Pretty much everyone could be included in such a wide ranging definition, but of course they are not. What chances would Enoch Burke have were he to take a case against the avalanche of hate he has been subjected to in many quarters, not least the social media which the left liberal pearl-clutchers are so angsted about, were he to claim he was being hated on for being a white, Irish, heterosexual, Protestant male? None.

The reason being of course is that there is no NGO which has decided to set itself up as the self-appointed defender of such a minority. There is no money in culchie prods with Biblical names. There are hundreds of millions in claiming to be the protector of other minority groups, most of whom probably are not even aware of, and certainly do not benefit from, the existence of some of the groups reverentially referenced by leftie TDs.

The only other TD to place their opposition on the record was Paul Murphy who amidst a ream of slogans and crèche Marxism pliants about racism and fascism and capitalism – all of which are “disgusting” – did at least recognise that sections of the Bill provide the state with potentially sweeping powers to prosecute legitimate forms of protest and expression, including from the left.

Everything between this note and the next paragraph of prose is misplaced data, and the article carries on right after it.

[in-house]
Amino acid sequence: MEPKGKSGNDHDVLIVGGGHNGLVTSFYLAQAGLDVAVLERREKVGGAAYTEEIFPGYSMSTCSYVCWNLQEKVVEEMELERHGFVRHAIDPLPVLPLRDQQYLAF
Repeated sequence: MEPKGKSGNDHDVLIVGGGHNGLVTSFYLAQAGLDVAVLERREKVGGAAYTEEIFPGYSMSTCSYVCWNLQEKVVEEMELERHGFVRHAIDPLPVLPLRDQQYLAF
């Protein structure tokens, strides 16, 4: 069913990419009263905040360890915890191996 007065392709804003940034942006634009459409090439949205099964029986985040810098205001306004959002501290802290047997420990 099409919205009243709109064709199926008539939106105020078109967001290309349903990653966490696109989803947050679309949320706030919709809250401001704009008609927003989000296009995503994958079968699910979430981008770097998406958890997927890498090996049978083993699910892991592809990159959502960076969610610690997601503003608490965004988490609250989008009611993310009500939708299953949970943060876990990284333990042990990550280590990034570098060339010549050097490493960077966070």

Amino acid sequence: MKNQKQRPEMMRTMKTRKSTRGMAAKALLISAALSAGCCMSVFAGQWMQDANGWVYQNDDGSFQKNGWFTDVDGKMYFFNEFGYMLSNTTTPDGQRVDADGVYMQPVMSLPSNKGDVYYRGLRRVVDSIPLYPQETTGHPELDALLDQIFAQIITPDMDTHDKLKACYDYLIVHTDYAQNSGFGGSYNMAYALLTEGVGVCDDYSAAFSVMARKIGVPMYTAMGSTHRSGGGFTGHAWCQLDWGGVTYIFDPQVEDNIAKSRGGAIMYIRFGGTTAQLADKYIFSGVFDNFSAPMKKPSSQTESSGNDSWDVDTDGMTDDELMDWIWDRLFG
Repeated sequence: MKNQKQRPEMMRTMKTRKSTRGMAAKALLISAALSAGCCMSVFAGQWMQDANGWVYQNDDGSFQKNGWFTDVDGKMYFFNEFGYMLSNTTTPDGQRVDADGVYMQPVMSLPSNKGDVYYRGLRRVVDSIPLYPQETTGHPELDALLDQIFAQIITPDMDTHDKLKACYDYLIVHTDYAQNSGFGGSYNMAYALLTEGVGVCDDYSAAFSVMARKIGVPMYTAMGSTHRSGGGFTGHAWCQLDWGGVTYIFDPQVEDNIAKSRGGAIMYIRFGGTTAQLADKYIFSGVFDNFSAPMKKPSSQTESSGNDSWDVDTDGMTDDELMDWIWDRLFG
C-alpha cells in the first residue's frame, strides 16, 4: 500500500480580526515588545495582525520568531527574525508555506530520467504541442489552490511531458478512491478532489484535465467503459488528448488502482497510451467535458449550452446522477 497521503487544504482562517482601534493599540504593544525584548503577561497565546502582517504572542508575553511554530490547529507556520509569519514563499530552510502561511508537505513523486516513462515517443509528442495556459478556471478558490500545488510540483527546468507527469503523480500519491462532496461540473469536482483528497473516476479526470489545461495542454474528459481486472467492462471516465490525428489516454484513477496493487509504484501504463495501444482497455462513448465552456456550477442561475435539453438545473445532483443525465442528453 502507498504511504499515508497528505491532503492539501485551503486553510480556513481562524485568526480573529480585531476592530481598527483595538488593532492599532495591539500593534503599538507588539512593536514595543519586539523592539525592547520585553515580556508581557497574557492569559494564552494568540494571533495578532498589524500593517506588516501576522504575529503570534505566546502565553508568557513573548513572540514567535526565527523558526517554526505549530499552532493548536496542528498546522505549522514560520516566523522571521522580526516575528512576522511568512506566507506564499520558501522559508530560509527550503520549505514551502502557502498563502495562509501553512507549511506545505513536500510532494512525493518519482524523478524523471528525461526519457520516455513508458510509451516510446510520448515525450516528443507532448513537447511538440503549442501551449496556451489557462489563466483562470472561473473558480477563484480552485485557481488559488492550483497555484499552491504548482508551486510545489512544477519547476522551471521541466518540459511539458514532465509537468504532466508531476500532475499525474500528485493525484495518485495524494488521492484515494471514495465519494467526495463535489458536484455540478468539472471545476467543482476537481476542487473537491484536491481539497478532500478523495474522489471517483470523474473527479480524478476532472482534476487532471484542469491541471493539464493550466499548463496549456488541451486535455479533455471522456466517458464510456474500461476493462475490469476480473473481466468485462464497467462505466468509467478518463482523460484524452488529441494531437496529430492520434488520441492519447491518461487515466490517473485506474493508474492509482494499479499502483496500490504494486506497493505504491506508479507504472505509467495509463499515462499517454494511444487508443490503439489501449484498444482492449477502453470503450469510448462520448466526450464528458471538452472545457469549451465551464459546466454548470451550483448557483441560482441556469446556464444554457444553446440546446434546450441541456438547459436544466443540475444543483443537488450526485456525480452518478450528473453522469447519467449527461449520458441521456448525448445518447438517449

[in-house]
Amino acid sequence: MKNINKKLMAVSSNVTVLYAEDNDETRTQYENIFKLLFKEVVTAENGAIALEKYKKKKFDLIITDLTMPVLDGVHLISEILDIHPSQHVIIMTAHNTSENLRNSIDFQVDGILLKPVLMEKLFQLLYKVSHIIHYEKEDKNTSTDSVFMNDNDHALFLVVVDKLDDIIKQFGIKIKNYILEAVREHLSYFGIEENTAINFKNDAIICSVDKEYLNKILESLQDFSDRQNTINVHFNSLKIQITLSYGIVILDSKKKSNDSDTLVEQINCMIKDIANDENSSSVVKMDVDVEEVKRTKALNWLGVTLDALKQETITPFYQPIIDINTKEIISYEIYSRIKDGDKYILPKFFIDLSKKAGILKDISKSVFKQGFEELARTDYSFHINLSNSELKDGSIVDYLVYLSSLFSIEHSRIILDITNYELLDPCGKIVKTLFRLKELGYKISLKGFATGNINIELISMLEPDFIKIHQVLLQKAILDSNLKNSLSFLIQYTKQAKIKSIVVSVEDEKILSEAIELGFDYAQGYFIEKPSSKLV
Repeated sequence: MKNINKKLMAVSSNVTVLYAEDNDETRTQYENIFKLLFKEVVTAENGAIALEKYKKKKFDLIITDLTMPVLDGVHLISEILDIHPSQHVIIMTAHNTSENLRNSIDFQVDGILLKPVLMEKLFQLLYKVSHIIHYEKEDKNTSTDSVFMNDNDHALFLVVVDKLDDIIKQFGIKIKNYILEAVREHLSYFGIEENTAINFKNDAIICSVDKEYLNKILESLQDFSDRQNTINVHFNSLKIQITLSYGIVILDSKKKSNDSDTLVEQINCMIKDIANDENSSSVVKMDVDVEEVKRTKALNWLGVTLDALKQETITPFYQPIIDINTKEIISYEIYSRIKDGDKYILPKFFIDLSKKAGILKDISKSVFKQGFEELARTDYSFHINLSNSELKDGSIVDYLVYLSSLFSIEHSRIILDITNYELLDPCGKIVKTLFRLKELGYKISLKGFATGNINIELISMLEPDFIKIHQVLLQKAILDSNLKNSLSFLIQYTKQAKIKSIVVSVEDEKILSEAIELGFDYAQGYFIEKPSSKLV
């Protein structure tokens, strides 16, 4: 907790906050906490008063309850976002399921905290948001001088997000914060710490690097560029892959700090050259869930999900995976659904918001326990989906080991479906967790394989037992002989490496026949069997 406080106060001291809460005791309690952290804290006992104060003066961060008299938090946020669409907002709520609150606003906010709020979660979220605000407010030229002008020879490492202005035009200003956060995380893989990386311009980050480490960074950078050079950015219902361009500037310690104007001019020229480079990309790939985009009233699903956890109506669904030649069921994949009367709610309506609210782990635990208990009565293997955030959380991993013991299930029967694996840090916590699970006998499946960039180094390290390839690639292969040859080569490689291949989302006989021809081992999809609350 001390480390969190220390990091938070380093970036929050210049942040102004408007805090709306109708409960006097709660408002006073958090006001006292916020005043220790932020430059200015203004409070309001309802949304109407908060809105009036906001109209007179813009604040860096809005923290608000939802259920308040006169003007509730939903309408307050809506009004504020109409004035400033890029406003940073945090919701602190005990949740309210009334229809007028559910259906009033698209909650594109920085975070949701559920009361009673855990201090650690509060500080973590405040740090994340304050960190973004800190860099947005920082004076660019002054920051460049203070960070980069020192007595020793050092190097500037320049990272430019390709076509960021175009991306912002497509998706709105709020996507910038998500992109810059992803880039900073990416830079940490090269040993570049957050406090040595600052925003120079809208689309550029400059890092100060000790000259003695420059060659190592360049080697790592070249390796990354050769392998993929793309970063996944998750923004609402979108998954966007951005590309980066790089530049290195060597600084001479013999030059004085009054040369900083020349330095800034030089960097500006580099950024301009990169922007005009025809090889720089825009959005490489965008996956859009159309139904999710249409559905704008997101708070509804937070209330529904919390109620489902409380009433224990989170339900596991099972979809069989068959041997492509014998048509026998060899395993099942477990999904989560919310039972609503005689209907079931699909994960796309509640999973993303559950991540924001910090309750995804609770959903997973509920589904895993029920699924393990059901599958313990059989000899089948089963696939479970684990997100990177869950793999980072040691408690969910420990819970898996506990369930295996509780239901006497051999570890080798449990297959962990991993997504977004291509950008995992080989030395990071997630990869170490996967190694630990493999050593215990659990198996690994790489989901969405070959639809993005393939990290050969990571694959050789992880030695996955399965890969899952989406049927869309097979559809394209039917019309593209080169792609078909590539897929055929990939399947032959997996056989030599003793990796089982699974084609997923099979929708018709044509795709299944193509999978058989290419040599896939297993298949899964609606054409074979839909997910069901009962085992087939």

Unfortunately,  Sinn Féin have so immersed themselves in the Marxoid waters of resentment and victimisation while expelling any remnant of the republican defence of free speech, that they no longer even see that.

As Peadar Tóibín noted republicanism ought to mean that “each individual has and should have an equal right to that articulation of views and the equal articulation of speech.”

Something, of course, which the people who told Peadar to “fuck off out of this office before something happens” have never believed in.